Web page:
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DLA Piper LLP (US)

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Amy Rudd

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DLA Piper LLP (US)

Work Department

Civil Litigation




Amy L. Rudd is a trial lawyer who represents clients in complex civil litigation throughout the country. Ms. Rudd's practice spans several areas, including general business litigation, securities, class action defense, product liability and mass torts, trademark and copyright and arbitration matters.

Her clients have included Fortune 500 and international companies in the financial services, pharmaceutical, automotive, entertainment, technology and energy industries. In 2016, she was recognized by The Legal 500 US for her excellence in products liability and mass tort defense.

Ms. Rudd's significant courtroom experience includes serving as trial counsel in state and federal courts across the country. Most recently, Ms. Rudd co-chaired a month-long jury trial in New York, in which her team won a full defense verdict in a multi-million dollar breach of contract lawsuit filed by 31 plaintiffs against the world's largest logistics company, DHL. In another case, Ms. Rudd represented a private equity fund in a two-week bench trial in Delaware Chancery Court, successfully defeating breach of contract and tort claims involving hundreds of millions of dollars.  Ms. Rudd has also served as trial counsel in jury and bench trials in California, Texas, and Utah, and has argued motions and appeals in numerous other trial and appellate courts across the country. 

In addition, Ms. Rudd maintains an extensive pro bono practice.  In 2014, Ms. Rudd served as trial counsel in a two-week bench trial on behalf of the Texas NAACP and the Mexican American Legislative Caucus, securing a verdict on behalf of her clients that Texas's photo voter ID law violated the Voting Rights Act of 1965. The verdict was later affirmed on appeal by an en banc panel of the Fifth Circuit. Based on her role in the case, Ms. Rudd was featured on CBS Radio News in 2016.  Ms. Rudd also has represented a number of victims of diplomatic human trafficking. She was instrumental in securing a landmark decision from the Second Circuit, Swarna v. Al-Awadi, 622 F.3d 123 (2010), which paved the way for trafficking victims to sue responsible former diplomats. 

Prior to joining DLA, Ms. Rudd spent several years at two major international firms—one in London, England, where she obtained significant international arbitration experience. While there, she represented clients before the ICC, LCIA and UNCITRAL.


JD, University of Texas School of Law; BA, University of Texas at Austin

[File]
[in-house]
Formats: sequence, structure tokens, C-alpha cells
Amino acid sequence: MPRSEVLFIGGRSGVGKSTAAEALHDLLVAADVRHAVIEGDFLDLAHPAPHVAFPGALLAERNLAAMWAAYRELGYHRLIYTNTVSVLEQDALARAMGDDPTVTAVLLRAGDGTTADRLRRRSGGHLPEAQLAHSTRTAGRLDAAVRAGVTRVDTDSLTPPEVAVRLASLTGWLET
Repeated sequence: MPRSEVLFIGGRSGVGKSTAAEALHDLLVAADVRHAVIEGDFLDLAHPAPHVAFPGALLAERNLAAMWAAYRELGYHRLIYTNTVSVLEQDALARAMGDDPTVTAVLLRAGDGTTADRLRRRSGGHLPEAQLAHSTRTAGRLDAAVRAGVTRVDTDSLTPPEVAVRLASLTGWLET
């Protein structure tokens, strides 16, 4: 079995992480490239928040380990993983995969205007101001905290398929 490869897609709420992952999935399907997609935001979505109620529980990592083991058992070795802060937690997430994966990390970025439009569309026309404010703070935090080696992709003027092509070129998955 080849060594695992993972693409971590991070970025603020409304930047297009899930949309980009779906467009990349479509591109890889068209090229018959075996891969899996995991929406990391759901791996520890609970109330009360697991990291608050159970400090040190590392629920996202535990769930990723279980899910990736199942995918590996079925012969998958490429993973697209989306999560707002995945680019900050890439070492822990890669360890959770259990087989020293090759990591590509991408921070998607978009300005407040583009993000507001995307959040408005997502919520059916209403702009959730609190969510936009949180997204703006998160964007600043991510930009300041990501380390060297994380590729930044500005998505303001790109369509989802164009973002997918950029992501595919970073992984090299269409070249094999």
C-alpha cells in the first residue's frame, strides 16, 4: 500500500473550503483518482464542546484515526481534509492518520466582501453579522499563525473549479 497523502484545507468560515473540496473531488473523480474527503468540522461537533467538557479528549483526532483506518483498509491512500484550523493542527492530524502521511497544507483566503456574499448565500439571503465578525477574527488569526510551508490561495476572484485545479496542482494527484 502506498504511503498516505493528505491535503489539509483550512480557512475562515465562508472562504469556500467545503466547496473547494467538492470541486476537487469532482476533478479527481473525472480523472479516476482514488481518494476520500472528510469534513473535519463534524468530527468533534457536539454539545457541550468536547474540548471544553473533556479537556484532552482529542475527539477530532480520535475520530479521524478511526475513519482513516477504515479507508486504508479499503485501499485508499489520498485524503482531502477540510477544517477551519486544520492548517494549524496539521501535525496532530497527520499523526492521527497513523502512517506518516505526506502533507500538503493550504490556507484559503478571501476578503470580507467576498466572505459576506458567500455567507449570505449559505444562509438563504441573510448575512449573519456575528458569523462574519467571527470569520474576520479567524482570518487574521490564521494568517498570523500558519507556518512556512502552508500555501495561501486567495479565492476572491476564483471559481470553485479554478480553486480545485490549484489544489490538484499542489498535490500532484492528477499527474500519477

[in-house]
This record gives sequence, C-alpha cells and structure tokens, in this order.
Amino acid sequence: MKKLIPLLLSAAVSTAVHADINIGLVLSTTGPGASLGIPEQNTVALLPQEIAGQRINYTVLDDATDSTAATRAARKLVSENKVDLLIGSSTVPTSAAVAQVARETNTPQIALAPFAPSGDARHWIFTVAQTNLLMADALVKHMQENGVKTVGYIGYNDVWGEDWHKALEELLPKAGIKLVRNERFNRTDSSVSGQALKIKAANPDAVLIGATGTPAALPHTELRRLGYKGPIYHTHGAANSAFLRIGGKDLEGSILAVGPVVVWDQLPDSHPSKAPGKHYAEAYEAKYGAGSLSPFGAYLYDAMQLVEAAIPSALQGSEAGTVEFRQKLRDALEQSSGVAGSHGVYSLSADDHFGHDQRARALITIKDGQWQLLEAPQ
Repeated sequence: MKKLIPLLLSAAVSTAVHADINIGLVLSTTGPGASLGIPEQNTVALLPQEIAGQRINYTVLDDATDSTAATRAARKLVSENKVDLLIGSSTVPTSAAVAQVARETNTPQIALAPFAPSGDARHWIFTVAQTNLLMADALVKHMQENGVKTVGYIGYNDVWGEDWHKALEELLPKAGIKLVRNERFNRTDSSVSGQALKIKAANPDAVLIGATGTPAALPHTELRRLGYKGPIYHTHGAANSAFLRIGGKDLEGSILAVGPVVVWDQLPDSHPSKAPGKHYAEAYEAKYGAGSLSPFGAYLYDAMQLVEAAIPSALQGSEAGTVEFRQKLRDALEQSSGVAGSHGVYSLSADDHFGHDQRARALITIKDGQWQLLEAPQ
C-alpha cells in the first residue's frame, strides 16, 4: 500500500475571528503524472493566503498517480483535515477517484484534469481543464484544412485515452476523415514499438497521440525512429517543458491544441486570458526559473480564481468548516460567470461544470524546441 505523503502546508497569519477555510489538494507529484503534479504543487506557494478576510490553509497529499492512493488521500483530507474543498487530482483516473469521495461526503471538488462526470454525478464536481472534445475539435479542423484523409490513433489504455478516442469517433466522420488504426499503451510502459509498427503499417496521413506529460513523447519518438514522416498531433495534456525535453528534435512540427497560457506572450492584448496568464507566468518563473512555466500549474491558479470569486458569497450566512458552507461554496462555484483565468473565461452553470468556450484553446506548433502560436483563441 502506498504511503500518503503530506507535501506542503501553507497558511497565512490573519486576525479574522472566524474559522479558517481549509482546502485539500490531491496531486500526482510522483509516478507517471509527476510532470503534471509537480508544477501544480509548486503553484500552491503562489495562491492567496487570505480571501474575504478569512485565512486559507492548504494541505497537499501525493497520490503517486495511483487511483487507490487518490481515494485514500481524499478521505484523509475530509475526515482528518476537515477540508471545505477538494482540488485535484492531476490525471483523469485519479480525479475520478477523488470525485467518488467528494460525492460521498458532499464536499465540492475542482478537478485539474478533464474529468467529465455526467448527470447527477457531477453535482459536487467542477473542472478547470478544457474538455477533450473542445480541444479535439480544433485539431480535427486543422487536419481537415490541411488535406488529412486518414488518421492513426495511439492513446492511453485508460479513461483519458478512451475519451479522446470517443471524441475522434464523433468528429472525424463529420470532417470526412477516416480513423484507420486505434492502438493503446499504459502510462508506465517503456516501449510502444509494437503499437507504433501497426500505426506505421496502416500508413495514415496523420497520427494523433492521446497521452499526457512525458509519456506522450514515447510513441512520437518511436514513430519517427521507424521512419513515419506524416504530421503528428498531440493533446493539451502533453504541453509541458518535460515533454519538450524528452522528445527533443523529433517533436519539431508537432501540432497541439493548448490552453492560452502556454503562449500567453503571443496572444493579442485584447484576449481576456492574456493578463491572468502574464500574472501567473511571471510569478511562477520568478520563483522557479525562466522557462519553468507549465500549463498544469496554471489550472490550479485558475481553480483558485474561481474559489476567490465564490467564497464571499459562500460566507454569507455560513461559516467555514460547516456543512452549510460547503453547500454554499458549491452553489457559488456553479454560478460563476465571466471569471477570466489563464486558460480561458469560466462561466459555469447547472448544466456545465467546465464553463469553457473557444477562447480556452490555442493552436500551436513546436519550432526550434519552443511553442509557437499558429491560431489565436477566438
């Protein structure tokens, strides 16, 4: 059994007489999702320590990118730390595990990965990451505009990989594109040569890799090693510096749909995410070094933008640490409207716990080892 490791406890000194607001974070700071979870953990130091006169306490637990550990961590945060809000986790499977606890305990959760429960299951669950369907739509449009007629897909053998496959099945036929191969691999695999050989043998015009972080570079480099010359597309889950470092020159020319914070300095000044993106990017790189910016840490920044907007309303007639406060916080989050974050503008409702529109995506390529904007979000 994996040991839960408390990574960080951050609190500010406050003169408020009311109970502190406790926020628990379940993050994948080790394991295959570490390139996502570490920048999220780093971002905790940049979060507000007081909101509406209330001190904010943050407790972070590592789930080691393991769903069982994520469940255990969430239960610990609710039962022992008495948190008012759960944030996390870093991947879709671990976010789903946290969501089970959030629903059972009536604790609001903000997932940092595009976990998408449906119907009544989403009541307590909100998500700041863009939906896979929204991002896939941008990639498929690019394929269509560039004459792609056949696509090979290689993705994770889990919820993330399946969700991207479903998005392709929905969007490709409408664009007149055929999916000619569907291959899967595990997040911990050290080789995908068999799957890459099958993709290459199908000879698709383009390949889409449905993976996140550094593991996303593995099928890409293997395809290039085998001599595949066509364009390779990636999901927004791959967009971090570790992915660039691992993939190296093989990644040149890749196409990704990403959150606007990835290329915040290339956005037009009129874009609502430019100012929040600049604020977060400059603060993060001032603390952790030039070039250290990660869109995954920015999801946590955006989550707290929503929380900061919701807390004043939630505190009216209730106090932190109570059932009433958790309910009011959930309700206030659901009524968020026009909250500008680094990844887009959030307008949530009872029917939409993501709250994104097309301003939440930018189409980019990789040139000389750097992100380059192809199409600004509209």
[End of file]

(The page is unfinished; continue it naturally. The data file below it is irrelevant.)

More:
United States: Dispute resolution

Securities litigation: defense

Within: Securities litigation: defense

John Clarke in New York and James Mathias in Baltimore are chairs of DLA Piper LLP (US)’s corporate and securities litigation practice, which continued to expand its roster of talent in 2017. Recent hires include Jessica Masella in New York, who was a member of the securities and commodities fraud task force in the Criminal Division of the US Attorney's Office for the Southern District of New York, and experienced trial lawyer Amy Rudd in Austin, who joined from Dechert LLP. They complement the firm’s already strong bench, which includes San Diego-based Shirli Weiss, who won a motion to dismiss for Super Micro Computer in a class action regarding errors in reported revenues, and Robert Brownlie; and Andrew Escobar in Seattle, who with Clarke defended Morgan Stanley against allegations of misstatements and omissions in registration statements for IPOs of SandRidge Mississippian Trusts. Ryan O’Quinn in Miami has in-house experience at the SEC and advises clients in the financial services, healthcare and transportation sectors.

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DLA Piper LLP (US)

  • Sentencing guidelines for corporate manslaughter

    In February 2010 the Sentencing Guidelines Council (the SGC) issued definitive guidelines to courts on imposing appropriate sentences for corporate manslaughter and health and safety offences causing death. The SGC states that fines imposed on companies found guilty of corporate manslaughter should not fall below £500,000, while fines in respect of health and safety offences that are a significant cause of death should be at least £100,000. Crucially, the SGC declined to provide for a fixed link between the imposed fine and the turnover or profitability of the offending company.

    - DLA Piper UK LLP

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